College and Career Opportunities and Enrollment By connecting students to colleges and scholarships, and providing access to credit programs, planning tools, and fee waivers for all who need them, College Board is increasing opportunities and breaking down barriers to college and helping students identify career opportunities. CLEP: The College-Level Examination Program (CLEP), the most widely trusted college-based credit-by-examination program for more than 50 years, is accepted by 2,900 colleges and universities and administered in over 2,000 test centers. CLEP increases opportunities for students by enabling them to earn college credit by demonstrating knowledge they have gained in other settings, such as independent study, workforce training, or other experiences. CLEP exams can save money and time for students of all ages and backgrounds, including students in dual enrollment or continuing education programs, homeschooled, international, and/or transfer students. Members of the military can also take advantage of the financial savings CLEP offers; through a College Board partnership with the Defense Activity for Non-Traditional Education Support (DANTES), military personnel can take CLEP exams for free. Students may take any of 34 examinations in 5 subject areas, covering material usually taught in a 2-year degree program or the first 2 years of a 4-year program. Research shows students who earn course credit for achieving a required minimum CLEP exam score perform as well as or better than their classmates without CLEP exam credit in sequent or subsequent courses. BigFuture: BigFuture is a set of comprehensive digital resources that helps students plan for college, pay for college, and explore careers. It simplifies the path to life after high school by recommending small steps that all students-no matter their high school-can take at just the right time to explore career interests, identify potential majors, find colleges and scholarships, and access financial aid. And it rewards students' efforts directly by providing chances at scholarships. Launched in December 2018 and open to all students, the national BigFuture Scholarship program guides students through the college planning process and offers them multiple chances to earn money for college. Students earn entries in monthly drawings for $500-$40,000 scholarships by completing steps to plan for college. More than $14 million in scholarships has been awarded to more than 15,000 students since the program started. Student Search Service: College Board's Student Search Service, or Search, is a free, voluntary program that connects students with information about educational and financial aid opportunities from nearly 1,900 eligible colleges and universities, and scholarships and other educational programs. Students can opt in to participate in Search when they take certain College Board assessments, or at any time when they visit College Board's website. By choosing to participate, students give College Board permission to share their names and limited information with colleges and scholarship programs looking for students like them. Research shows that students who participate in Search are more likely to go to and finish college. The College Board National Recognition Programs: These awards create pathways to college for underrepresented students by awarding them academic honors and connecting them with universities across the country, helping students stand out during the admissions process. Students who may be eligible include those who take the PSAT/NMSQT, PSAT 10, or AP Exams and are African American or Black, Hispanic American or Latinx, Indigenous, or attend school in a rural area or small town. The College Board National Recognition Programs grant students' academic honors that can be included in college and scholarship applications. Colleges use these honors to identify students from underrepresented groups who have excelled on their PSAT/NMSQT, PSAT 10, or AP Exams and in their classrooms. Expanded Recognition Awards and Scholarship Opportunities: Participating in Student Search Service helps students get found by scholarship providers. In addition to its partnership with the National Merit Scholarship Corporation, College Board connects students to 26 scholarship partners that offer more than $300 million in annual rewards to qualified students based on merit and financial need. Among the organizations College Board works with are the American Indian Graduate Center (AIGC), the APIA Scholarship Program, the Cobell Scholarship (awarded by Indigenous Education, Inc.), the Hispanic Scholarship Fund (HSF), the Jack Kent Cooke Foundation (JKCF), and the United Negro College Fund (UNCF). By using information from the PSAT/NMSQT and PSAT 10, AIGC, APIA, Cobell, HSF, JKCF, and UNCF are able to access a wider group of eligible students from high schools across the country and make sure they're aware of the opportunities they've earned. Fee Waivers: In 2022, College Board provided over $78 million in fee waivers and fee reductions. CSS Profile: CSS Profile is a service that helps colleges award institutional financial aid to the students who need it most. Profile gives schools a complete picture of families' finances so they can distribute aid equitably and strategically. Nearly 400 colleges, universities, graduate and professional schools, and scholarship organizations rely on CSS Profile to help make college a reality for students. Collectively, institutions and organizations that use CSS Profile award more than $9 billion annually in institutional grants and scholarships to students based on financial need. Landscape: In fall 2019, College Board launched Landscape, a comprehensive and free resource that provides consistent high school and neighborhood information so admissions officers can better understand applicants' high school and neighborhood environments.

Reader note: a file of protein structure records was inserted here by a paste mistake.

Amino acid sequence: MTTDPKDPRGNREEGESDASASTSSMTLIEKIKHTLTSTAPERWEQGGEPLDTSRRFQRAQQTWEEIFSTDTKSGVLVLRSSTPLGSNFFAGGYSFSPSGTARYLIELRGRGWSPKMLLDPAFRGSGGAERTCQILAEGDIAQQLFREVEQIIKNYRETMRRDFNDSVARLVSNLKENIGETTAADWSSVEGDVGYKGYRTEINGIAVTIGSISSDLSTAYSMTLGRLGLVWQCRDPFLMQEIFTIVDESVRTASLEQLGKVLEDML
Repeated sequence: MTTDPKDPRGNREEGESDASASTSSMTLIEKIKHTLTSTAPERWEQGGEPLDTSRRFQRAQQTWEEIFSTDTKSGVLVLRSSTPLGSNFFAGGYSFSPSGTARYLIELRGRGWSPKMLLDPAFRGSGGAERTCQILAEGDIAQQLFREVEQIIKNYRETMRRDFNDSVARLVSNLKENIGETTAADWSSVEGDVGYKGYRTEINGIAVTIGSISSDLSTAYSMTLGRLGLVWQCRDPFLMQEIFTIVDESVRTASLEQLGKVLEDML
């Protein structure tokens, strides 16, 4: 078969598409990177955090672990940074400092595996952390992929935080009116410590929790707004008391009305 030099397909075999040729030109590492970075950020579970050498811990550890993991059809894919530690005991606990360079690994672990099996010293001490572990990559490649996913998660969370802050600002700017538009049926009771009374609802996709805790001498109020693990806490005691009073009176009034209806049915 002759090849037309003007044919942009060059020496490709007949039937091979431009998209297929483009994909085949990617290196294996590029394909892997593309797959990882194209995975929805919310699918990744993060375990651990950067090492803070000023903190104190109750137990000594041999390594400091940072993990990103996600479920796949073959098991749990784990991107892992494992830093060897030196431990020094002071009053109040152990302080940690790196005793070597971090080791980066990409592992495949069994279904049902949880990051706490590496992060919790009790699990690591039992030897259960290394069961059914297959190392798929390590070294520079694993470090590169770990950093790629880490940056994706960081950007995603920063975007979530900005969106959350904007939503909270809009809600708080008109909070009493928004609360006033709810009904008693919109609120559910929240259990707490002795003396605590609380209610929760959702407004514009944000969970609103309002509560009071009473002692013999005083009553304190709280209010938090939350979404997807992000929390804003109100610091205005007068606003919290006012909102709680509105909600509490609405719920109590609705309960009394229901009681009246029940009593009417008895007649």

SAT Suite of Assessments College Board's SAT Suite, which includes the SAT, PSAT/NMSQT, PSAT 10, and PSAT 8/9, measures what research shows students need to succeed after high school. It also connects students with fee waivers, scholarship opportunities, free personalized practice, and college and career planning tools. As schools and communities continue to recover from impacts of the pandemic, SAT testing capacity and SAT test-taking have increased. The 2022 SAT Suite of Assessments Annual Report shows that 1.7 million students in the high school class of 2022 took the SAT at least once, up from 1.5 million in the class of 2021. Most of these students took the assessment through SAT School Day, the in-school program that dramatically expands access and equity. And as SAT test-taking rebounds, College Board survey results continue to show more than 80% of students want to be able to send their scores to colleges. Nearly 1.1 million students in the class of 2022 took the SAT through the SAT School Day program, which provides schools, districts, and states a way to offer the SAT to juniors and seniors in school, on a weekday, often at no cost to students. Overall, more than 63% of SAT takers in the class of 2022 took the SAT on a school day, the highest percentage to date, compared to 62% of the class of 2021, and 49% of the class of 2020. SAT School Day participation has increased more than 18% over the past year, up from 930,000 in the class of 2021. In spring 2022 we started to deliver the SAT Suite of Assessments digitally. More than 43,000 students in 166 countries took the first administration of the digital SAT when it launched at international test centers. We will transition U.S. schools and test centers from paper and pencil to digital in spring of 2024.